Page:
July 15, 2010, 2:48 PM — Security practitioners diving into cloud computing must make older security tools like IDS work in this new world. In a CSO podcast last week, Stu Wilson, CTO of IDS provider Endace, sought to explain how this older technology is still relevant in enterprise cloud security strategies.
CSO also reached out to IT security practitioners through various LinkedIn security forums for an informal, unscientific poll. Here are views from four additional perspectives.
Tommy Ward, senior manager, engineering compliance at Google
IDS is just like many other security tools, it may be useful as part of a security program, but the deployment details are critical. IDS deployment in the context of cloud computing starts with the questions of what assets you are trying to protect, where are those assets, where are the attacks likely to originate from and can you effectively monitor for such attacks with an appropriate signal-to-noise ratio?
Cloud consumers are still likely to face the threat of intrusion into their own enterprise networks and systems. IDS may be appropriate at the boundaries between those enterprise networks and other networks, including the Internet.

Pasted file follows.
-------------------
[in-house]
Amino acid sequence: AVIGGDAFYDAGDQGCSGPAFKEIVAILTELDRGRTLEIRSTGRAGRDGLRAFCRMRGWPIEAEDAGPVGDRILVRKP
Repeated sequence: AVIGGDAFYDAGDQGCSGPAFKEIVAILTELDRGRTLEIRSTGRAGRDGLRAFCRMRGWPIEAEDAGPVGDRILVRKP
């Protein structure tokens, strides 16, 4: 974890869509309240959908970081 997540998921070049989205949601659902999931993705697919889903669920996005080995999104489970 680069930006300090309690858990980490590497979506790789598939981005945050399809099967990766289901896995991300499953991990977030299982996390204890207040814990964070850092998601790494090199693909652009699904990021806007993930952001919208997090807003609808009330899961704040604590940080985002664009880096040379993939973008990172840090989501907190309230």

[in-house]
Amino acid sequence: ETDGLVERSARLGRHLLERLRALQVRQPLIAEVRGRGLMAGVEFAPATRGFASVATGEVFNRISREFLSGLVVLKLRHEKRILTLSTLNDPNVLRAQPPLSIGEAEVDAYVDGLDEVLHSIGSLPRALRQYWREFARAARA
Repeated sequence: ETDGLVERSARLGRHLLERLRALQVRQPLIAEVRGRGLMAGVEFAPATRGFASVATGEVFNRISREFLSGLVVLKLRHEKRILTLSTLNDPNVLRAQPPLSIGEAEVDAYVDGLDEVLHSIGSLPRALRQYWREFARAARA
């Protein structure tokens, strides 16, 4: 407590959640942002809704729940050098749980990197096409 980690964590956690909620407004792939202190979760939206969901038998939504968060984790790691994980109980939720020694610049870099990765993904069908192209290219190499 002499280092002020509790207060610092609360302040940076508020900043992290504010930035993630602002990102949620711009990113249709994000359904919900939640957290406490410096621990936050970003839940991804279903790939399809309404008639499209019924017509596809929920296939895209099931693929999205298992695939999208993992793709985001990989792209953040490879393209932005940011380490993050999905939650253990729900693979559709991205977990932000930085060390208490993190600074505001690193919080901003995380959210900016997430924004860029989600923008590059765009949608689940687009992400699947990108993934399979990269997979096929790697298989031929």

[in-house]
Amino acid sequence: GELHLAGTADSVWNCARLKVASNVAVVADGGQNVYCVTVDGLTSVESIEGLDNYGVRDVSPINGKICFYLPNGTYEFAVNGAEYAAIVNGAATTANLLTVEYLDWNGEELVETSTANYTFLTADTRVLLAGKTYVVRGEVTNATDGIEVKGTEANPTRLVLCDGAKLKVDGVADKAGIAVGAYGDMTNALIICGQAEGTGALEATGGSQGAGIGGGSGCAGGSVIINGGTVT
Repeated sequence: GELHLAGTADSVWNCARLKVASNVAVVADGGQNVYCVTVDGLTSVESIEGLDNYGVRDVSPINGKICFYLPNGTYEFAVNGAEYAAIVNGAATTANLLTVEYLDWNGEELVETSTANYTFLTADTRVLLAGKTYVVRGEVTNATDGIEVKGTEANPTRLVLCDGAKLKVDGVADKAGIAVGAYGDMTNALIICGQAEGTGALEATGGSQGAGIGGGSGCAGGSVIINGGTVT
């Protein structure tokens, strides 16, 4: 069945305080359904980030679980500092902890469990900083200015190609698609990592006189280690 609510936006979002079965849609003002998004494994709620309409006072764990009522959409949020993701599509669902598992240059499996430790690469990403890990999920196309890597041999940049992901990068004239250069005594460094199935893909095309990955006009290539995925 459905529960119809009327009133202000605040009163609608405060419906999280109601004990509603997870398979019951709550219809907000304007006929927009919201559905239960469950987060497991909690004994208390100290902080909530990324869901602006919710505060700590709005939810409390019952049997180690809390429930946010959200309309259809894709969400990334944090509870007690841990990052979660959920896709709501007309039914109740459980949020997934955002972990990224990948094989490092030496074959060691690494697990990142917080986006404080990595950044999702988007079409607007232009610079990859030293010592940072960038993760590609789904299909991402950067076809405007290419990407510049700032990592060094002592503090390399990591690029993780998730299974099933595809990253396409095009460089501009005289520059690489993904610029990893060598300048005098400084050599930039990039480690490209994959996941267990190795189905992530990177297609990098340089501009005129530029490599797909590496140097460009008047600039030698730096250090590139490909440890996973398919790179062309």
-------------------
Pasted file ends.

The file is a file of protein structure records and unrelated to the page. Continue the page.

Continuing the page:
Cloud providers are also likely to face intrusion threats, and once again IDS may be useful. Here the threat vectors may be from arbitrary Internet hosts or from customers. This makes topographic decisions about IDS deployment more complex. If the cloud provider is using virtualization for hosting PaaS or IaaS, then intrusion monitoring may need to be at the hypervisor level, and I doubt that many IDS appliance vendors have a compelling story for that.
Both consumers and providers face internal attack threats. How well any IDS can function to detect misuse or abuse by insiders is a good topic for debate, but the common practice is to rely much more on analysis of various types of audit logs to detect such attacks than on intrusion detection. Certainly pattern-based IDS could be used to detect some categories of internal attacks, but it would not be useful for detecting misuse of privileged credentials to extract sensitive data. Anomaly-based detection might be able to detect such internal threats, but once again the number of organizations that use this for internal attack detection is probably insignificant.
John Kinsella, founder of Protected Industries
I work with the cloud as both a user, consultant, and, in the interest of full disclosure, I'm working on a secure cloud offering. A few thoughts while wearing those different hats: The old security problems didn't go away when people "moved to the cloud." They just get distracted by all the new problems.